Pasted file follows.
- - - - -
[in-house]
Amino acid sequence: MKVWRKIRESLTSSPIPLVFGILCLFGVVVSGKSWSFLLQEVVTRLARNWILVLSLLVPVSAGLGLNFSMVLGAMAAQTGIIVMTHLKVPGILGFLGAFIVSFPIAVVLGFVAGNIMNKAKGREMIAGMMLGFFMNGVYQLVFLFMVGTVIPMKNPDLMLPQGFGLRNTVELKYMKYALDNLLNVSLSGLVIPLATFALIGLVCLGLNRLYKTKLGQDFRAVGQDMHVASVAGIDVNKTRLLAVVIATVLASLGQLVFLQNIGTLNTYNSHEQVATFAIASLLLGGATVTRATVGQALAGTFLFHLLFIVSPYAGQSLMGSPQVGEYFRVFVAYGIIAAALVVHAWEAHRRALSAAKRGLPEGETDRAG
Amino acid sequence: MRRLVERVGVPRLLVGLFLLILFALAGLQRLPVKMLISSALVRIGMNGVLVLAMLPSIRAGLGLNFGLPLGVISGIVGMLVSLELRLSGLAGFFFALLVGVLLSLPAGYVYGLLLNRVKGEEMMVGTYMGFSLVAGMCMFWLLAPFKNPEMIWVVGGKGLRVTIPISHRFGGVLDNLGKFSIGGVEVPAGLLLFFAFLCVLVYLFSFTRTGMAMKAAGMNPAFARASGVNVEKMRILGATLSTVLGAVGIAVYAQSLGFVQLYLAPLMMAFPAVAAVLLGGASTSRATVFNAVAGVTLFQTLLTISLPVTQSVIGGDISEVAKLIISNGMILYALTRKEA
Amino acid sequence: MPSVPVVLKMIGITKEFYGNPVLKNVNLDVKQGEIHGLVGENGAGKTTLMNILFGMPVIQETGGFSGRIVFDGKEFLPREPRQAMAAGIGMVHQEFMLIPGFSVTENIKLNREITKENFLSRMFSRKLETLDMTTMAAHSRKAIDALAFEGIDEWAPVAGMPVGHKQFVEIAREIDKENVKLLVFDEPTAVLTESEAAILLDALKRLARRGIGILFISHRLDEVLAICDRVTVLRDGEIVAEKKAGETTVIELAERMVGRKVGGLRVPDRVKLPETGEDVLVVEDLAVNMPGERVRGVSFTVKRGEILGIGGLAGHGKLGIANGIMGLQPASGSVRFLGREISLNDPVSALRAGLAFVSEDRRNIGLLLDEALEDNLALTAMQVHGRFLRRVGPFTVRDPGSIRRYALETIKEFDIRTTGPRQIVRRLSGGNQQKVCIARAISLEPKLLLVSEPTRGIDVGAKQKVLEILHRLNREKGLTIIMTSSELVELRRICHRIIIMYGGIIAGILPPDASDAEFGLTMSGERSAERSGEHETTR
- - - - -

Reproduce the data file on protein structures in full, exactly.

[in-house]
Amino acid sequence: MKVWRKIRESLTSSPIPLVFGILCLFGVVVSGKSWSFLLQEVVTRLARNWILVLSLLVPVSAGLGLNFSMVLGAMAAQTGIIVMTHLKVPGILGFLGAFIVSFPIAVVLGFVAGNIMNKAKGREMIAGMMLGFFMNGVYQLVFLFMVGTVIPMKNPDLMLPQGFGLRNTVELKYMKYALDNLLNVSLSGLVIPLATFALIGLVCLGLNRLYKTKLGQDFRAVGQDMHVASVAGIDVNKTRLLAVVIATVLASLGQLVFLQNIGTLNTYNSHEQVATFAIASLLLGGATVTRATVGQALAGTFLFHLLFIVSPYAGQSLMGSPQVGEYFRVFVAYGIIAAALVVHAWEAHRRALSAAKRGLPEGETDRAG
Amino acid sequence: MRRLVERVGVPRLLVGLFLLILFALAGLQRLPVKMLISSALVRIGMNGVLVLAMLPSIRAGLGLNFGLPLGVISGIVGMLVSLELRLSGLAGFFFALLVGVLLSLPAGYVYGLLLNRVKGEEMMVGTYMGFSLVAGMCMFWLLAPFKNPEMIWVVGGKGLRVTIPISHRFGGVLDNLGKFSIGGVEVPAGLLLFFAFLCVLVYLFSFTRTGMAMKAAGMNPAFARASGVNVEKMRILGATLSTVLGAVGIAVYAQSLGFVQLYLAPLMMAFPAVAAVLLGGASTSRATVFNAVAGVTLFQTLLTISLPVTQSVIGGDISEVAKLIISNGMILYALTRKEA
Amino acid sequence: MPSVPVVLKMIGITKEFYGNPVLKNVNLDVKQGEIHGLVGENGAGKTTLMNILFGMPVIQETGGFSGRIVFDGKEFLPREPRQAMAAGIGMVHQEFMLIPGFSVTENIKLNREITKENFLSRMFSRKLETLDMTTMAAHSRKAIDALAFEGIDEWAPVAGMPVGHKQFVEIAREIDKENVKLLVFDEPTAVLTESEAAILLDALKRLARRGIGILFISHRLDEVLAICDRVTVLRDGEIVAEKKAGETTVIELAERMVGRKVGGLRVPDRVKLPETGEDVLVVEDLAVNMPGERVRGVSFTVKRGEILGIGGLAGHGKLGIANGIMGLQPASGSVRFLGREISLNDPVSALRAGLAFVSEDRRNIGLLLDEALEDNLALTAMQVHGRFLRRVGPFTVRDPGSIRRYALETIKEFDIRTTGPRQIVRRLSGGNQQKVCIARAISLEPKLLLVSEPTRGIDVGAKQKVLEILHRLNREKGLTIIMTSSELVELRRICHRIIIMYGGIIAGILPPDASDAEFGLTMSGERSAERSGEHETTR